By Tom Kenyon, Department Head – Kaynor Technical High School
For us, Lean is closely examining how we get things done. We then find out where the waste is and make modifications accordingly. In the realm of staying ahead of the game, we add continuous improvement to the mix and will keep looking at ways to improve what we do. In waste removal, sometime we actually need to toss things out. Other times we’re merely trying to save time waste. It’s part of our curriculum. We don’t get to streamline every activity that we have at this time because time is short. But by teaching the basics and by implementing lean skills in many areas of what we do, we are exposing the students to real life situations and enabling them to be most helpful to their future employers.
Hannah, one of the students rotated into a take charge or leadership position shared the following: “We decided to do lean organization at the beginning of school this year. We were charged with a task to implement some lean strategies to our program. Material storage was handled. A lot of the tools that we needed we couldn’t find and we had tools that we didn’t need everywhere instead of the ones we did need, so we decided to change that. We figured out what we needed and what parts of the shop needed to be cleaned and organized first. Then we got ourselves into groups and started taking the stuff we didn’t need and putting it away in a back room and then taking what we did need and organizing it so we could all know where to find what we need.”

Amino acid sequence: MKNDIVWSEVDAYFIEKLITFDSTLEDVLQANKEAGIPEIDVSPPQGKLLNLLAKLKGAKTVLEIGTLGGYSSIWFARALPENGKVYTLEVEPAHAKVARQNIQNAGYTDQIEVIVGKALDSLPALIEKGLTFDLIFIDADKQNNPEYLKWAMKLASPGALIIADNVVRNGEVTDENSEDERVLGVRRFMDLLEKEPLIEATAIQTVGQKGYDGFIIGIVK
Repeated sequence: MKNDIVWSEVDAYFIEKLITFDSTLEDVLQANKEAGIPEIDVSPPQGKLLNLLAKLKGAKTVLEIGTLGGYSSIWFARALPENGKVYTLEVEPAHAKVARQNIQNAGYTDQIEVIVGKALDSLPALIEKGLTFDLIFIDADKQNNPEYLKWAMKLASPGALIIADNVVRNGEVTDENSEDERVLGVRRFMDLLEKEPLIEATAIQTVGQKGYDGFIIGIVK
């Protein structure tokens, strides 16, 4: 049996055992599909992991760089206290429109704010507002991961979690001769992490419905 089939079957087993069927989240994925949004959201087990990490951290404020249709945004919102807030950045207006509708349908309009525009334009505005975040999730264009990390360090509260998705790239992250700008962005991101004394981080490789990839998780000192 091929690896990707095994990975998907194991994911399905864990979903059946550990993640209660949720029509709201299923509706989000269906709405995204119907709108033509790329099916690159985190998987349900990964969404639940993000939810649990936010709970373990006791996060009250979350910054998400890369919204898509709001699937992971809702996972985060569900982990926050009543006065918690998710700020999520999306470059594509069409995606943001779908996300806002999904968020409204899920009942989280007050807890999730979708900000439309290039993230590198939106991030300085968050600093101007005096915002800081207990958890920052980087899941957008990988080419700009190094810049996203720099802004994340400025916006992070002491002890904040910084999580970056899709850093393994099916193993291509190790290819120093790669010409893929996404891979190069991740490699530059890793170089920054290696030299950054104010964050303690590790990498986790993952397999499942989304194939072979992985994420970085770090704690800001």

One of the current tasks is to analyze which tools are needed for a specific project and bring them all together in one location or container if you will. Being NIMS certified, we decided to take charge of our NIMS Layout project. We took the supplies required for the project, created 5S foam tool organizer boxes and placed and captured the necessary tools into foam slots. Under the slots in the organizer are names of the tools so we have a sense of order and can tell what is missing.
An important part of lean is making sure that once the program is developed it needs to be sustained. Sustainability at the student level can be a greater task than their adult counterparts in industry due to the fact students enjoy the benefits of home living by not always having to sustain their own surroundings. Lean, as in much of our lives, is a continuous improvement.
About the Author:
Tom Kenyon, Department Head
Precision Machining Technology
Kaynor Technical High School
Manufacturing Adjunct Professor NVCC
43 Tompkins St., Waterbury, CT 06708